The growth will help to relieve a shortage of office space and homes in the city in the short term.
Pressure on Dubai’s housing stock, however, will get worse after 2010, according to Nicholas MacLean, managing director of real estate services firm CB Richard Ellis.
“Because of delays in construction, we have seen delays in delivering the stock,” MacLean says. “This has lead to a price bubble, but there will be quite a lot of supply to the market this year.”
He says there will be a downturn in housing deliveries in Dubai after 2010. “We shall not be able to satisfy the demand for accommodation after that date,” he says.
“The difficulty with accommodation here is affordability. Residential prices, particularly in apartments sector, are not increasing at the same rate as other parts of the market because costs are outstripping people’s ability to pay.”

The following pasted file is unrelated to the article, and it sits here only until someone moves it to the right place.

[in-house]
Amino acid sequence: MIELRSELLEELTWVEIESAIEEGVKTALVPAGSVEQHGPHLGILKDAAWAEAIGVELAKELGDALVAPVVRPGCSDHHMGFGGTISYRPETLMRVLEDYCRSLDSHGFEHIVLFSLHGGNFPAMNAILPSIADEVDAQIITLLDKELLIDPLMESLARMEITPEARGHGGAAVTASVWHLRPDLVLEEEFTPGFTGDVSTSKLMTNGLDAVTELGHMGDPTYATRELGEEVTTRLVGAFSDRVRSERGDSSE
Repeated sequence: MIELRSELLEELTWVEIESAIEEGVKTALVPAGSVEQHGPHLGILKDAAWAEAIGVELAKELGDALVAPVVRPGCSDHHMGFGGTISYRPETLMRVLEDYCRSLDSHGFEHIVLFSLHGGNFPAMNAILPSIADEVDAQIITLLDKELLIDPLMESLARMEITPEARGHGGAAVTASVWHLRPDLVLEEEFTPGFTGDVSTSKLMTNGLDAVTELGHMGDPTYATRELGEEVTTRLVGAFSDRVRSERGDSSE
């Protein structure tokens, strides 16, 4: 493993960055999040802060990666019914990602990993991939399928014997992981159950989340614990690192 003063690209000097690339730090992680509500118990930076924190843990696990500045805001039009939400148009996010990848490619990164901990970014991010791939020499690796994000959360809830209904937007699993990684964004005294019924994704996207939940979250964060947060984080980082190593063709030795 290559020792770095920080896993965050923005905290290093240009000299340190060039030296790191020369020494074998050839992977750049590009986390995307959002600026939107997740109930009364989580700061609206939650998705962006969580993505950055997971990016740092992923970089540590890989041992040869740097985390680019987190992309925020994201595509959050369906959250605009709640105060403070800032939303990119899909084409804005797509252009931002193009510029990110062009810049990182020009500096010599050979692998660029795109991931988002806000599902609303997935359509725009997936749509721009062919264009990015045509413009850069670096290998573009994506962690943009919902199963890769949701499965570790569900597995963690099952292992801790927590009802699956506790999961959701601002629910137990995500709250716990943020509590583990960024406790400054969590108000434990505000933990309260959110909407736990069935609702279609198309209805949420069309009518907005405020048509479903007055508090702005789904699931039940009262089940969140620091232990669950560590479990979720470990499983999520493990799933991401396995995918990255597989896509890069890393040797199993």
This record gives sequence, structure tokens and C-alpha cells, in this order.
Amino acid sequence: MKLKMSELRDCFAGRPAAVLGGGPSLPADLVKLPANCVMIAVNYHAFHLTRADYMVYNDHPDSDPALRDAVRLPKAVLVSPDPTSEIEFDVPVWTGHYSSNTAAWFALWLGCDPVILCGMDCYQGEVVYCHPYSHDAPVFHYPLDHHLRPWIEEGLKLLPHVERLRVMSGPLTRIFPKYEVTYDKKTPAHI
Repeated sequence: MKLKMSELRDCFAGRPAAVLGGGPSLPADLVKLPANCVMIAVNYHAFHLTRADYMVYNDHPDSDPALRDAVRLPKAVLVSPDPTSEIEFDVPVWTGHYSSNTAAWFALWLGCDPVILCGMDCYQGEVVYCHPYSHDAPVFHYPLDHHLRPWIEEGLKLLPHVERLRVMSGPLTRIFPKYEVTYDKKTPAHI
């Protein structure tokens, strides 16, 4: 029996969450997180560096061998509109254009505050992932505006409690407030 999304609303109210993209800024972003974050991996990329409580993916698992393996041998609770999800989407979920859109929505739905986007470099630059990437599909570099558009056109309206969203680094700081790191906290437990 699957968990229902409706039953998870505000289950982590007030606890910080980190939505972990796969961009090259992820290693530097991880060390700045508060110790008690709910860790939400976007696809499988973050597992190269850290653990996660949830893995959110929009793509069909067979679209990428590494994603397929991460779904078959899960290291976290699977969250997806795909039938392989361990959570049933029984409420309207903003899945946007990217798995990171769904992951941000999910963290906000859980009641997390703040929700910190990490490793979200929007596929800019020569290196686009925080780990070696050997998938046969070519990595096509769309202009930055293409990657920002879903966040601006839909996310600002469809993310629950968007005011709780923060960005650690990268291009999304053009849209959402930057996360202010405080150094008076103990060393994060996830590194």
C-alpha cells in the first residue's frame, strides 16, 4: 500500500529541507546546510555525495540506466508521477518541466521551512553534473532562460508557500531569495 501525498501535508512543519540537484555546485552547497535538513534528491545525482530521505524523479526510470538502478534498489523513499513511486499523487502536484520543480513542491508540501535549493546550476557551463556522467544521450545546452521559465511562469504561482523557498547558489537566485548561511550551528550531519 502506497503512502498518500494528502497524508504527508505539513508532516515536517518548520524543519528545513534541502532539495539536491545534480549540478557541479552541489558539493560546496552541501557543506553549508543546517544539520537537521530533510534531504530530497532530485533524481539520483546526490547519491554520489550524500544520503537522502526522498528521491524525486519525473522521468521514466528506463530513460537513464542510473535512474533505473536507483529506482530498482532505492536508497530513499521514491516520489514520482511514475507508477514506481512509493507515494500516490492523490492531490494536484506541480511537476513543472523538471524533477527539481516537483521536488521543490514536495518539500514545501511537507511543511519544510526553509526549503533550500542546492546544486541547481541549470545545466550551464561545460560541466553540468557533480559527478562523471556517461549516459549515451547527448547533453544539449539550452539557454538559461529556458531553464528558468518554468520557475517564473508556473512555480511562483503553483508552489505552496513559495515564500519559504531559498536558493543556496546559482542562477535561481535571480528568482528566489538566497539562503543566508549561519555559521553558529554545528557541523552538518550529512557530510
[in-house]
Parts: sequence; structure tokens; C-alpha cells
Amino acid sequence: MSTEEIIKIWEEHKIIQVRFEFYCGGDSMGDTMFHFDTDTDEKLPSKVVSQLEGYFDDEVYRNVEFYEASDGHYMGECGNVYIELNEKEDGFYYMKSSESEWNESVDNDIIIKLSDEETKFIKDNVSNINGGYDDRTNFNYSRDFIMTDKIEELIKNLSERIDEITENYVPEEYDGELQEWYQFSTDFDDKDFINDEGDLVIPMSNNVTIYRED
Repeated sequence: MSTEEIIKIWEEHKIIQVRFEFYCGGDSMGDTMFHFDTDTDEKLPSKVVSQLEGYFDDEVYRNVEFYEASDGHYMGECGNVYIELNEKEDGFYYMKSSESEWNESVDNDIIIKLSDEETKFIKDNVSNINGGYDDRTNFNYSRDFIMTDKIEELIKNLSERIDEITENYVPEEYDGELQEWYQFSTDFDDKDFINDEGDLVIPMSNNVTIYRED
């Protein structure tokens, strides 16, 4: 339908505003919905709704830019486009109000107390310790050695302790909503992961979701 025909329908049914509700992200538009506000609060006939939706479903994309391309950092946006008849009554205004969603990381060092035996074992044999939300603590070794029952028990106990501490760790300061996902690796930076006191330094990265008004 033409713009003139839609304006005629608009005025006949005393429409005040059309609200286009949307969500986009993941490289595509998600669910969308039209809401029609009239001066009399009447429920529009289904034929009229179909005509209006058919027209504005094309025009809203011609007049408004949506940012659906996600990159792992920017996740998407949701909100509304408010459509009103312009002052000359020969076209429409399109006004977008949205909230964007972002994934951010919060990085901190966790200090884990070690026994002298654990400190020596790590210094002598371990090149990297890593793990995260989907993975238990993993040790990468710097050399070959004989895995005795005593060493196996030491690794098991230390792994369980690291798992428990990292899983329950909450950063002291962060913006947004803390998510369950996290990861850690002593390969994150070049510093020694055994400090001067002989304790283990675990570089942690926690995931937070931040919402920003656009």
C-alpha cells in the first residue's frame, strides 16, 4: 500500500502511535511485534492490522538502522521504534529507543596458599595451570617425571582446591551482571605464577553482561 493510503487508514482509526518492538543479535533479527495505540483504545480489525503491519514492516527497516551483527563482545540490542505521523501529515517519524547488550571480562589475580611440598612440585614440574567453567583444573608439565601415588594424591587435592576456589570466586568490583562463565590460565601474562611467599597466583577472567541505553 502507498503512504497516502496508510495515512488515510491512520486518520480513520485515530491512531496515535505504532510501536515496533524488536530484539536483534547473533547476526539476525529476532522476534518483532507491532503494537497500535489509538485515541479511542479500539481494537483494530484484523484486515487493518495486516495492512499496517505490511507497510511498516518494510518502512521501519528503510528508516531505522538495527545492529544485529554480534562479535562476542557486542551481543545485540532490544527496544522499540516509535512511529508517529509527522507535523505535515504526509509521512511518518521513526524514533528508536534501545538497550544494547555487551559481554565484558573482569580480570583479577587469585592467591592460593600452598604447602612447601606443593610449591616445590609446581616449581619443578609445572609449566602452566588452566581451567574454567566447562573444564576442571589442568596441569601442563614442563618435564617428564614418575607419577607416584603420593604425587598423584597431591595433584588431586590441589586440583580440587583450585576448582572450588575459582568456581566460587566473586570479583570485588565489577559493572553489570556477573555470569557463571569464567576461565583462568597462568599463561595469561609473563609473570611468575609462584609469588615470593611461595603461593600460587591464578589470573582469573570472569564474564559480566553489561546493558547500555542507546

MacLean says there are sections of the market that are undersupplied, notably low-cost accommodation and houses.
The current 32 million sq m of office space is also not enough for the emirate, he adds.
“There is a pent-up demand for office space of 2 million-2.5 million sq ft. The result is rising office rents and we have recently broken the AED500 [$136] a square metre barrier in Dubai.”
MacLean says he expects there will be enough demand to accommodate the increase in office space. “We have to ensure the infrastructure is expanded to deal with the increases in office accommodation,” he says. “
There also needs to be a proper differentiation between good and poor offices and more control of the architects. “At the moment, buildings are being designed from the outside in. If these designs are allowed to come fruition, some of these buildings will never let.”